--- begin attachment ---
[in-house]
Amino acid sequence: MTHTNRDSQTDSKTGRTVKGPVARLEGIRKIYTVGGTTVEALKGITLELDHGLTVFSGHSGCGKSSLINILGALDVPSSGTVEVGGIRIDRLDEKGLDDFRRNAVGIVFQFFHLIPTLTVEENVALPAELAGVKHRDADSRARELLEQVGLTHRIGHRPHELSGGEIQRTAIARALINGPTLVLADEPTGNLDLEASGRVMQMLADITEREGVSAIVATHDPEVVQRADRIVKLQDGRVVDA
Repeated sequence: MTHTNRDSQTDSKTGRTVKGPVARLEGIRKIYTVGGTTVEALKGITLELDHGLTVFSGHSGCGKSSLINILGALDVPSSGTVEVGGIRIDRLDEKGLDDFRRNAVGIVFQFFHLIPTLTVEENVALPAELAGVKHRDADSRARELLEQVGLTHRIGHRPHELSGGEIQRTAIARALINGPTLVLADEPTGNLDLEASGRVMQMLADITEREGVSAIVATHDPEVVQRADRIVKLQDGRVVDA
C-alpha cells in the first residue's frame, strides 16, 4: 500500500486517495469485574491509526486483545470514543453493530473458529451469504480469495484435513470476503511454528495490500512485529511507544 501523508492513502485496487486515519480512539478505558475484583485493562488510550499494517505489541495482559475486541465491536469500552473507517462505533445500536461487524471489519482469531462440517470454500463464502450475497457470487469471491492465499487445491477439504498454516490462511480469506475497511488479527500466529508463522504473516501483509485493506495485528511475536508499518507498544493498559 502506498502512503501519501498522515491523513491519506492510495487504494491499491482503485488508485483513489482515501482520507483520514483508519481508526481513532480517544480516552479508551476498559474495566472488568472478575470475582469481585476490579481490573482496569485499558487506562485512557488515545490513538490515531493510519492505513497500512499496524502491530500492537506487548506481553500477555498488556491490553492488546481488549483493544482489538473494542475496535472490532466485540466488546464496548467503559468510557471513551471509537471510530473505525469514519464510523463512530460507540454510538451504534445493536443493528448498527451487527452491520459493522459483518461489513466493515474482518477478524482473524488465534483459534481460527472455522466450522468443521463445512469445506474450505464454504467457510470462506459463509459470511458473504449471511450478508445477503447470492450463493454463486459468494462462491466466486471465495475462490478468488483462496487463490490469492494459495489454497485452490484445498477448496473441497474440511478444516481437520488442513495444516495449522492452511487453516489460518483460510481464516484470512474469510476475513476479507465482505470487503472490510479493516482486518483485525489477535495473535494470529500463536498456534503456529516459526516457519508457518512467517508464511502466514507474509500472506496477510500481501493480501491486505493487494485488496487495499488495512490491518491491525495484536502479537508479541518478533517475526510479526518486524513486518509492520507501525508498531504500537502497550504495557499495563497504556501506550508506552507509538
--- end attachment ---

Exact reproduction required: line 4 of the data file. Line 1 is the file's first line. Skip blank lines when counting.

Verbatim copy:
C-alpha cells in the first residue's frame, strides 16, 4: 500500500486517495469485574491509526486483545470514543453493530473458529451469504480469495484435513470476503511454528495490500512485529511507544 501523508492513502485496487486515519480512539478505558475484583485493562488510550499494517505489541495482559475486541465491536469500552473507517462505533445500536461487524471489519482469531462440517470454500463464502450475497457470487469471491492465499487445491477439504498454516490462511480469506475497511488479527500466529508463522504473516501483509485493506495485528511475536508499518507498544493498559 502506498502512503501519501498522515491523513491519506492510495487504494491499491482503485488508485483513489482515501482520507483520514483508519481508526481513532480517544480516552479508551476498559474495566472488568472478575470475582469481585476490579481490573482496569485499558487506562485512557488515545490513538490515531493510519492505513497500512499496524502491530500492537506487548506481553500477555498488556491490553492488546481488549483493544482489538473494542475496535472490532466485540466488546464496548467503559468510557471513551471509537471510530473505525469514519464510523463512530460507540454510538451504534445493536443493528448498527451487527452491520459493522459483518461489513466493515474482518477478524482473524488465534483459534481460527472455522466450522468443521463445512469445506474450505464454504467457510470462506459463509459470511458473504449471511450478508445477503447470492450463493454463486459468494462462491466466486471465495475462490478468488483462496487463490490469492494459495489454497485452490484445498477448496473441497474440511478444516481437520488442513495444516495449522492452511487453516489460518483460510481464516484470512474469510476475513476479507465482505470487503472490510479493516482486518483485525489477535495473535494470529500463536498456534503456529516459526516457519508457518512467517508464511502466514507474509500472506496477510500481501493480501491486505493487494485488496487495499488495512490491518491491525495484536502479537508479541518478533517475526510479526518486524513486518509492520507501525508498531504500537502497550504495557499495563497504556501506550508506552507509538